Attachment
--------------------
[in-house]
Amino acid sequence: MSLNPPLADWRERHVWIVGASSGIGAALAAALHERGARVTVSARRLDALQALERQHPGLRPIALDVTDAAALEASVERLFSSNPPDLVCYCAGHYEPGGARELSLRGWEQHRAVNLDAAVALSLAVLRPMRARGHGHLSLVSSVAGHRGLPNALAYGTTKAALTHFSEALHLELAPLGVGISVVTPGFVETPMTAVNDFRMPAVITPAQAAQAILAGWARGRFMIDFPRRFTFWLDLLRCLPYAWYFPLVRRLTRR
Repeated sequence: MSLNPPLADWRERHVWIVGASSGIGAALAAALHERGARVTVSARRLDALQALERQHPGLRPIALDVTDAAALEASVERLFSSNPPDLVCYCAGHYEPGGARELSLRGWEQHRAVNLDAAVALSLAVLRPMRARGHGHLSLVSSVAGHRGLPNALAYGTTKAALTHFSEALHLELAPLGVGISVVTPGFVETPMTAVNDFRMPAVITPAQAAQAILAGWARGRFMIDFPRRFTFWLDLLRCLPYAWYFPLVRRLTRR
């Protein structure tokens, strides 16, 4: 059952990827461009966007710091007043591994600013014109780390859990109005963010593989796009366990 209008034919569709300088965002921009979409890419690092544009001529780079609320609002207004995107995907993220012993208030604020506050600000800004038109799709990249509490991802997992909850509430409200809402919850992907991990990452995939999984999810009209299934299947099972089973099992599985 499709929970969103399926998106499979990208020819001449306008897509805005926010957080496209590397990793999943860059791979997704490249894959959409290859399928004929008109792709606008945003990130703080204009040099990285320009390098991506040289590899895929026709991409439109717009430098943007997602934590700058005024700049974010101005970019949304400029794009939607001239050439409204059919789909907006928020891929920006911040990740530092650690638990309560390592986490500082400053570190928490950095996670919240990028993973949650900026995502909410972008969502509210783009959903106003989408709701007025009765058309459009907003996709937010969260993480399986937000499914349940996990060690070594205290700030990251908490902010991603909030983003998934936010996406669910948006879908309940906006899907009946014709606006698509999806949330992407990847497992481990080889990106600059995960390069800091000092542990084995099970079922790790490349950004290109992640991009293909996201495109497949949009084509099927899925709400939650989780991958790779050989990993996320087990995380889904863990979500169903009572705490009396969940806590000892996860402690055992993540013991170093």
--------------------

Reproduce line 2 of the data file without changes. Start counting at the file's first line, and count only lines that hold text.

Amino acid sequence: MSLNPPLADWRERHVWIVGASSGIGAALAAALHERGARVTVSARRLDALQALERQHPGLRPIALDVTDAAALEASVERLFSSNPPDLVCYCAGHYEPGGARELSLRGWEQHRAVNLDAAVALSLAVLRPMRARGHGHLSLVSSVAGHRGLPNALAYGTTKAALTHFSEALHLELAPLGVGISVVTPGFVETPMTAVNDFRMPAVITPAQAAQAILAGWARGRFMIDFPRRFTFWLDLLRCLPYAWYFPLVRRLTRR